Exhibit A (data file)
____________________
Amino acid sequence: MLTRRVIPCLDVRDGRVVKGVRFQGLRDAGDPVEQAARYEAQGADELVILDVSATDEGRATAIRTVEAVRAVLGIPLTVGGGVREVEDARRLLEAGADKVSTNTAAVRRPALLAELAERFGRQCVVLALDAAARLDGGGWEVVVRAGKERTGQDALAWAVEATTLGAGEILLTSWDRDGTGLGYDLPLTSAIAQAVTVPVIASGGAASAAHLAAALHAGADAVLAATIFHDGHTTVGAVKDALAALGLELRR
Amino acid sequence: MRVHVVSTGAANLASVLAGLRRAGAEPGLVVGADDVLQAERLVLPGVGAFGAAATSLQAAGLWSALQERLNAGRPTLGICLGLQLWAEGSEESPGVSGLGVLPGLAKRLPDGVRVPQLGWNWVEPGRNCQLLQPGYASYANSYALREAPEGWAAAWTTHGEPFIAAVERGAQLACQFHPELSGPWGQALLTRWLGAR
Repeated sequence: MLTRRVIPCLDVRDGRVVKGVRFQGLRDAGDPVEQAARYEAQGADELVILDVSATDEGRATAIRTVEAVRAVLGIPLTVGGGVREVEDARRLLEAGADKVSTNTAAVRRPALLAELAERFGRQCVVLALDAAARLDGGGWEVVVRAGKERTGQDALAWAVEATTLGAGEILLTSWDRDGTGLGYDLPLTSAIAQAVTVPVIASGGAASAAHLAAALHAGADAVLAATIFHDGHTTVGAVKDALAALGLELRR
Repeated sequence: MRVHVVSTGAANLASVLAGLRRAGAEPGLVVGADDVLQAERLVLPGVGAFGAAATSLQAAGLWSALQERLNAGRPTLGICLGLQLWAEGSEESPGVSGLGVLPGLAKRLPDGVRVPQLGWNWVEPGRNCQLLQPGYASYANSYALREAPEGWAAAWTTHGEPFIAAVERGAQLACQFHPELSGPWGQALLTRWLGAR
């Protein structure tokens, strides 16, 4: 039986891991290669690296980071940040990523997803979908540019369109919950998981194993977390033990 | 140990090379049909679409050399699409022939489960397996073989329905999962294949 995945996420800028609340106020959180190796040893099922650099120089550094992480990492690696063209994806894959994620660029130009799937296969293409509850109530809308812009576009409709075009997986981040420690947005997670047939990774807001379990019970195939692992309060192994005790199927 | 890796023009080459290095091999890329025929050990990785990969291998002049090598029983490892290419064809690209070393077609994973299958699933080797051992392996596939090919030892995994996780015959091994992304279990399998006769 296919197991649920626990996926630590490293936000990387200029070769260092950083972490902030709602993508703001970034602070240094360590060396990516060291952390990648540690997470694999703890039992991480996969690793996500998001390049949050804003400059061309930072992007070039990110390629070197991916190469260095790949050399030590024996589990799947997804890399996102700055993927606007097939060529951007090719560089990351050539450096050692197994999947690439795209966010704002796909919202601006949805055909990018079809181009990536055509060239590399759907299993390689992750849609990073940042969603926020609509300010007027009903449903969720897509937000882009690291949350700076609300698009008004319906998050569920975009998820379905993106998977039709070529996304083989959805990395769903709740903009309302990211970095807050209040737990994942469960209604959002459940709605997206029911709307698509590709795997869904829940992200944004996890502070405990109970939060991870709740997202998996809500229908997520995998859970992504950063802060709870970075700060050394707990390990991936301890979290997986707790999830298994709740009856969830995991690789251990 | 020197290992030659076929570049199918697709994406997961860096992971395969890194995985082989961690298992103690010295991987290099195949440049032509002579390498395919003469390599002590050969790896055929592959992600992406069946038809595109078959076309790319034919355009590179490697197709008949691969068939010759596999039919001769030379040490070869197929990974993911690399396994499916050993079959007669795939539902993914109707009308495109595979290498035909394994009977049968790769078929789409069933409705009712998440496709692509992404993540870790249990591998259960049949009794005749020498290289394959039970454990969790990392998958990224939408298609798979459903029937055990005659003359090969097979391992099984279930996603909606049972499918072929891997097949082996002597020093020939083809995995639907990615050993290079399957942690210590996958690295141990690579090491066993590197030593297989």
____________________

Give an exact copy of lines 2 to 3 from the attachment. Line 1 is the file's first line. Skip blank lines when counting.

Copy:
Amino acid sequence: MRVHVVSTGAANLASVLAGLRRAGAEPGLVVGADDVLQAERLVLPGVGAFGAAATSLQAAGLWSALQERLNAGRPTLGICLGLQLWAEGSEESPGVSGLGVLPGLAKRLPDGVRVPQLGWNWVEPGRNCQLLQPGYASYANSYALREAPEGWAAAWTTHGEPFIAAVERGAQLACQFHPELSGPWGQALLTRWLGAR
Repeated sequence: MLTRRVIPCLDVRDGRVVKGVRFQGLRDAGDPVEQAARYEAQGADELVILDVSATDEGRATAIRTVEAVRAVLGIPLTVGGGVREVEDARRLLEAGADKVSTNTAAVRRPALLAELAERFGRQCVVLALDAAARLDGGGWEVVVRAGKERTGQDALAWAVEATTLGAGEILLTSWDRDGTGLGYDLPLTSAIAQAVTVPVIASGGAASAAHLAAALHAGADAVLAATIFHDGHTTVGAVKDALAALGLELRR